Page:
New Credit Check Restrictions Could Expose Employers to Potential Liability
The Maryland Job Applicant Fairness Act, which recently took effect after being signed into law by Governor O’Malley last spring, now prohibits an employer from using a job applicant’s credit history or credit report in determining whether to hire an applicant, discharge an employee, or to “determine compensation or the terms, conditions, or privileges of employment.” The Act exempts some employers from the prohibition, such as certain financial institutions, companies required by federal or state law to conduct credit inquiries, and entities registered as investment advisors with the Securities and Exchange Commission. Notwithstanding, the vast majority of employers will be required to comply with the Act, which means that any employer who currently utilizes an employee or applicant’s credit history and reports in making employment decisions will have to cease doing so, or ensure that it only uses such information for employees or applicants that fall within the specific exceptions enumerated by the Act.
The Act does not serve to completely bar an employed from using credit information when it can be shown that it is for a job-related inquiry. Specifically, under the Act, an employer may request or use an applicant’s or employee’s credit report or credit history if:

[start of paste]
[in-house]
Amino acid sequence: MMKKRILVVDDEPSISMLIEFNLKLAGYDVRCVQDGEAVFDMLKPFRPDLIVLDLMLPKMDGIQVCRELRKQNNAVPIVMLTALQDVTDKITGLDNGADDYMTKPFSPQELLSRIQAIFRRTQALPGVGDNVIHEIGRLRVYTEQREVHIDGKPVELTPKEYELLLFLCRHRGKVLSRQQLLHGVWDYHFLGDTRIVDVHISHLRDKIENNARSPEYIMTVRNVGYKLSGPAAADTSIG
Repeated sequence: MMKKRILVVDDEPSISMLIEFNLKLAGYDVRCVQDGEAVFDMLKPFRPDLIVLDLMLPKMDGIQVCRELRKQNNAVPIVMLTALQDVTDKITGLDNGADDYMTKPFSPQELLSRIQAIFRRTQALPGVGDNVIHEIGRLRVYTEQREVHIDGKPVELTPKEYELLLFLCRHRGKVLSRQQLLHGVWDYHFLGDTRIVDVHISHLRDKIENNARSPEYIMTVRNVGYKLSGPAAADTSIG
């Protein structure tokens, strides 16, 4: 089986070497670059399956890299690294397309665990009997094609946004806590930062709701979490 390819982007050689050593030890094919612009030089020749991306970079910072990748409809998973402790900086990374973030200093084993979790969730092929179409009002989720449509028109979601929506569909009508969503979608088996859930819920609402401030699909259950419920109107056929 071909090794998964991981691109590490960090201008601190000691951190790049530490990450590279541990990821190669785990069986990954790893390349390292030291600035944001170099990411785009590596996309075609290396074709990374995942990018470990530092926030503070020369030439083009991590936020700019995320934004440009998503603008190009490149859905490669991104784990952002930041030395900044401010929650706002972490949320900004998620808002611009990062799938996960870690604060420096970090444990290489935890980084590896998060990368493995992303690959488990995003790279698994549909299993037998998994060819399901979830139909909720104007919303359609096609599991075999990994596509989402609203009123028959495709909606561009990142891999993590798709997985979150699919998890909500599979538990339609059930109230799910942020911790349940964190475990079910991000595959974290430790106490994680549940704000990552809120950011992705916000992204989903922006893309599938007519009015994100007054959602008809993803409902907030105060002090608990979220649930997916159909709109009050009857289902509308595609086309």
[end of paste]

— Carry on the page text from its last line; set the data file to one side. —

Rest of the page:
(i) An applicant has received an offer of employment; and the credit report/history will be used for a purpose other than to hire an applicant, discharge an employee, or to determine compensation or the terms, conditions, or privileges of employment; or
(ii) The employer has a “bona fide purpose” for requesting or using information in the credit report or credit history that is substantially job-related and disclosed in writing to the employee or applicant.
The legislature has provided guidance to employers in determining whether it has a bona fide purpose that is substantially job-related, which will generally require the employee to be in a managerial position that is involved in control of a business, have access to confidential personal information of customers or other employees, have a fiduciary responsibility arising from the ability to manage financial transactions of the company, have a company expense account or credit card, or have access to certain confidential business information.
If an employer violates the Act, proceedings may be instituted with the Maryland Department of Labor, Licensing, and Regulation (DLLR), and civil monetary penalties may be assessed for both negligent and willful violations. Notably, the Act does not expressly provide a statutory right of action for applicants or employees who believe that they have been injured by an employer’s violation of the Act. Notwithstanding, in cases where an employee is discharged for reasons relating to information gained from an unlawful credit search, it is conceivable that the affected employee will bring a common law wrongful discharge action, alleging that the discharge violated the public policy directives upon which the Act is based.